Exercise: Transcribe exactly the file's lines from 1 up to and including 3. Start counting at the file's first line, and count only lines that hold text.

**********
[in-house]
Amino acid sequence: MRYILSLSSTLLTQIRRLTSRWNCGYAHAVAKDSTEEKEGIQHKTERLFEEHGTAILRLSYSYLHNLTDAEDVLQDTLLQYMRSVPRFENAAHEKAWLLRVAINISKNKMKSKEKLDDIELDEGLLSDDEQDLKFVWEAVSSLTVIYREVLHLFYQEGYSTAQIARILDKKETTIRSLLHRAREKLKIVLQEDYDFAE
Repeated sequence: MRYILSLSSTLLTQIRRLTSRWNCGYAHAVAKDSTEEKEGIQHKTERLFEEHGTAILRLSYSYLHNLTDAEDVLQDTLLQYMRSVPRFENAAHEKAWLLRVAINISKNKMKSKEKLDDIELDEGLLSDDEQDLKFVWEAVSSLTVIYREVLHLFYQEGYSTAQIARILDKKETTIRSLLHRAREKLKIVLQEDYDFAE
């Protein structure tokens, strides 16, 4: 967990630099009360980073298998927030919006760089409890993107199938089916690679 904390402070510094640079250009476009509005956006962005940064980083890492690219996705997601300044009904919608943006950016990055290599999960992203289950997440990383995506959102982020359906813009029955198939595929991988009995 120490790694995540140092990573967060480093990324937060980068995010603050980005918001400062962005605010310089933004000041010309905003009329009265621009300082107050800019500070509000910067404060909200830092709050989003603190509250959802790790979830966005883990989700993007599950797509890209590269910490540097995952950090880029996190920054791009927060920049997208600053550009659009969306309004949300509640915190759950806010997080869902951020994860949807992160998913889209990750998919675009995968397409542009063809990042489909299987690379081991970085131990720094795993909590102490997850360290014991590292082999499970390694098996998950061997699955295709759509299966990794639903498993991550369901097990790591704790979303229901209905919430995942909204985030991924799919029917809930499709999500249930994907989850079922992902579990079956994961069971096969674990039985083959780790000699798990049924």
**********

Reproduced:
[in-house]
Amino acid sequence: MRYILSLSSTLLTQIRRLTSRWNCGYAHAVAKDSTEEKEGIQHKTERLFEEHGTAILRLSYSYLHNLTDAEDVLQDTLLQYMRSVPRFENAAHEKAWLLRVAINISKNKMKSKEKLDDIELDEGLLSDDEQDLKFVWEAVSSLTVIYREVLHLFYQEGYSTAQIARILDKKETTIRSLLHRAREKLKIVLQEDYDFAE
Repeated sequence: MRYILSLSSTLLTQIRRLTSRWNCGYAHAVAKDSTEEKEGIQHKTERLFEEHGTAILRLSYSYLHNLTDAEDVLQDTLLQYMRSVPRFENAAHEKAWLLRVAINISKNKMKSKEKLDDIELDEGLLSDDEQDLKFVWEAVSSLTVIYREVLHLFYQEGYSTAQIARILDKKETTIRSLLHRAREKLKIVLQEDYDFAE